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Researchers release free Rhysida Ransomware decryptor

South Korean researchers have developed free decryption methods for the Rhysida ransomware gang, providing relief to those whose data has been encrypted by the hacking group.

user icon Daniel Croft
Tue, 13 Feb 2024
Researchers release free Rhysida Ransomware decryptor
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Researchers from Kookmin University, with the support of the Korea Internet and Security Agency (KISA), exploited vulnerabilities in Rhysida’s encryption methods to reconstruct the encryption key and use it to restore encrypted data.

“Rhysida ransomware employed a secure random number generator to generate the encryption key and subsequently encrypt the data,” said researchers Giyoon Kim, Soojin Kang, Seungjun Baek, Kimoon Kim and Jongsun Kim in a joint paper analysing Rhysida.

“However, an implementation vulnerability existed that enabled us to regenerate the internal state of the random number generator at the time of infection.


“We successfully decrypted the data using the regenerated random number generator. To the best of our knowledge, this is the first successful decryption of Rhysida ransomware.”

The researchers said this proves, “despite the prevailing belief that ransomware renders data irretrievable without paying the ransom”, that the decryption of data encrypted by threat actors is possible.

“We anticipate further studies in this direction to aid ransomware victims and that our findings will benefit those affected by the Rhysida ransomware,” they said.

Following this, the KISA has released a Rhysida decryption tool on its website, along with a user manual, all of which can be used for free by victims of the threat group.

The tool works by scanning for encrypted files and decrypting them automatically, creating new files with “_dec” added to the name to indicate decryption.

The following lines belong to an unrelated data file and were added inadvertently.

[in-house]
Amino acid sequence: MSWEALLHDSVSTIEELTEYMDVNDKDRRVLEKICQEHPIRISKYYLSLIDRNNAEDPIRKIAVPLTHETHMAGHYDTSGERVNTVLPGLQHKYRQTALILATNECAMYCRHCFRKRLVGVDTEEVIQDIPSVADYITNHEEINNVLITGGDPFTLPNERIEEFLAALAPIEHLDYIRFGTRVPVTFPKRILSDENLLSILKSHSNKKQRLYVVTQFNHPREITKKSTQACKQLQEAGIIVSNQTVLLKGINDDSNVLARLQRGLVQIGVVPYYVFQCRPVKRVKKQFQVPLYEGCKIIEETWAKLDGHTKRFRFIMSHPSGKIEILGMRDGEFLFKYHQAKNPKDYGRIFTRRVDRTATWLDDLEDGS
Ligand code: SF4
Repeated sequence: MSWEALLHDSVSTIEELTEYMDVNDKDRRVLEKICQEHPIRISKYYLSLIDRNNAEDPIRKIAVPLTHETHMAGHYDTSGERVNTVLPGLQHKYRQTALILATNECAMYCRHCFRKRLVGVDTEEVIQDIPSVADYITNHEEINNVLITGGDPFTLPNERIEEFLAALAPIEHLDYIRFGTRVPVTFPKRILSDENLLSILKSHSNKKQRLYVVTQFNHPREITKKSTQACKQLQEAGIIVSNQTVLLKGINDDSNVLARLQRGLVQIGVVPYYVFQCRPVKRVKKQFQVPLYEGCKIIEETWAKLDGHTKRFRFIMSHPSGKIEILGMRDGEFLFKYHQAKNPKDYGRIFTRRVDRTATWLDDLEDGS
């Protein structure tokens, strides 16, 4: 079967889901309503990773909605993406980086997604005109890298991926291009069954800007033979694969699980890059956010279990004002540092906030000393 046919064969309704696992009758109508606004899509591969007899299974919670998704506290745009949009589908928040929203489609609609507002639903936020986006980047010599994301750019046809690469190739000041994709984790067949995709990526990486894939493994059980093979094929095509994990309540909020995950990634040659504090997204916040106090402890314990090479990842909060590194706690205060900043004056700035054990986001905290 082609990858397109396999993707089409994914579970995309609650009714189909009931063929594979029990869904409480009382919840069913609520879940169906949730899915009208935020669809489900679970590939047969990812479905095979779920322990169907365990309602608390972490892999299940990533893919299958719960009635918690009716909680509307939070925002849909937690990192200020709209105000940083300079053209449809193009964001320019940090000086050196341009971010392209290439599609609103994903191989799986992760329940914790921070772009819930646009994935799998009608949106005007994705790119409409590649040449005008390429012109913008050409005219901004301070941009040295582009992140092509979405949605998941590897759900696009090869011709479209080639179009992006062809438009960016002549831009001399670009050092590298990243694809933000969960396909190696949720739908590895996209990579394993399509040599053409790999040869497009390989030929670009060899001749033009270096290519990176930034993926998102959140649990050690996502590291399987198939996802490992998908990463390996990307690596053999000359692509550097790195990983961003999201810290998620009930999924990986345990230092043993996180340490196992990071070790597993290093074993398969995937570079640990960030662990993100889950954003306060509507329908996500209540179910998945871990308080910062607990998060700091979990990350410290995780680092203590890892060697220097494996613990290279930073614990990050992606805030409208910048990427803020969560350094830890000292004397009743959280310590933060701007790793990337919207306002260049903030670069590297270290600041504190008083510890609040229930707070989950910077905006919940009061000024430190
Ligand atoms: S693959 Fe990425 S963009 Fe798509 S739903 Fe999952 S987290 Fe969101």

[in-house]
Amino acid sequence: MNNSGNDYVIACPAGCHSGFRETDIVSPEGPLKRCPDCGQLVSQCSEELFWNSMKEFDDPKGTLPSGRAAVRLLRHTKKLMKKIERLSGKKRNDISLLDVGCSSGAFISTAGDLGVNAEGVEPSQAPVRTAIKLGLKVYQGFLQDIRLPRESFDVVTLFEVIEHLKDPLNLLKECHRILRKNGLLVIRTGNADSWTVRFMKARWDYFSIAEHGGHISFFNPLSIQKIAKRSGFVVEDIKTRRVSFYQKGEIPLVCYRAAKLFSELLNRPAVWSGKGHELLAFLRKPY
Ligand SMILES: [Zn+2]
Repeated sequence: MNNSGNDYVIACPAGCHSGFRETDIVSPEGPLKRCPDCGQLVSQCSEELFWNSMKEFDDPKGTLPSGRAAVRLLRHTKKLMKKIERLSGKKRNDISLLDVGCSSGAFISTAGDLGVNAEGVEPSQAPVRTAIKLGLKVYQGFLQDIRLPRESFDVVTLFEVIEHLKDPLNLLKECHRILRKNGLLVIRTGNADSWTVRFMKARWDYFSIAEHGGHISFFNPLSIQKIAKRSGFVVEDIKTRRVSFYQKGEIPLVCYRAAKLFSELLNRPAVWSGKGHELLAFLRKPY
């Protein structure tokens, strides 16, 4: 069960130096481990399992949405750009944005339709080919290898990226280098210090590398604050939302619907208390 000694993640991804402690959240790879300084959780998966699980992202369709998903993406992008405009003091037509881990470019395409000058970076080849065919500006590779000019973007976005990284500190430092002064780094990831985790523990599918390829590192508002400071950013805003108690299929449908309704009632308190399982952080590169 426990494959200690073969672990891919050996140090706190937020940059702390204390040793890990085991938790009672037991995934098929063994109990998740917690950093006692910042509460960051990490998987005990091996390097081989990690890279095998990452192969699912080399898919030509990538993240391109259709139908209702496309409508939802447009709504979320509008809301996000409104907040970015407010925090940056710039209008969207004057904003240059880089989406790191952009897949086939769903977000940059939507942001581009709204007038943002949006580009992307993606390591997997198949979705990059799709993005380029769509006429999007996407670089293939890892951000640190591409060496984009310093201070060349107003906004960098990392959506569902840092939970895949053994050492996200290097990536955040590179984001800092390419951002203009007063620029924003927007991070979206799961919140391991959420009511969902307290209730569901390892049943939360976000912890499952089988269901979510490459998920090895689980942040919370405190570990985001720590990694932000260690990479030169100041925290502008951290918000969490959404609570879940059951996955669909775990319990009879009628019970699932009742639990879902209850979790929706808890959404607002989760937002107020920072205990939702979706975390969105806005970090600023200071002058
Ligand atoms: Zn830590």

The KISA manual recommends users delete malware from their devices before decrypting to avoid re-encryption. It also says that 100 per cent decryption is unlikely and difficult.

Rhysida is a lesser-known ransomware group that has begun making a name for itself over the last six months.

The group claimed responsibility for the attack on the British Library back in November last year, which the library is still struggling to recover from, with some systems still down.

A month later, the threat actor attacked major video game developer Insomniac Games, the group responsible for the Spider-Man, Spyro and Wolverine titles, with the latter still under development.

The attack leaked the details of staff and developers, as well as screenshots and documents relating to the new title.

The group set a deadline for ransom to be paid, and it published 1.67 terabytes of stolen data minutes after the deadline passed.

Daniel Croft

Daniel Croft

Born in the heart of Western Sydney, Daniel Croft is a passionate journalist with an understanding for and experience writing in the technology space. Having studied at Macquarie University, he joined Momentum Media in 2022, writing across a number of publications including Australian Aviation, Cyber Security Connect and Defence Connect. Outside of writing, Daniel has a keen interest in music, and spends his time playing in bands around Sydney.

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